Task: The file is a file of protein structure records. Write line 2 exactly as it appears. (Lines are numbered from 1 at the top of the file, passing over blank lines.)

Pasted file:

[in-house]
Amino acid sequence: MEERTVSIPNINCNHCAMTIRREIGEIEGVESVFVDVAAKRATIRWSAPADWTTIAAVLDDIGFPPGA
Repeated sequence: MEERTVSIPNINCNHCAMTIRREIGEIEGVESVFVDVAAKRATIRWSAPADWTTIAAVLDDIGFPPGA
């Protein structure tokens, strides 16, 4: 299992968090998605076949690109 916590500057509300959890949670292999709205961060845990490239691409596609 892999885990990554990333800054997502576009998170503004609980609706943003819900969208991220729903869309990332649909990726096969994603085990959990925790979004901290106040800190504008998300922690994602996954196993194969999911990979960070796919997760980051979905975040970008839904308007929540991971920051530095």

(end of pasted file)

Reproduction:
Amino acid sequence: MEERTVSIPNINCNHCAMTIRREIGEIEGVESVFVDVAAKRATIRWSAPADWTTIAAVLDDIGFPPGA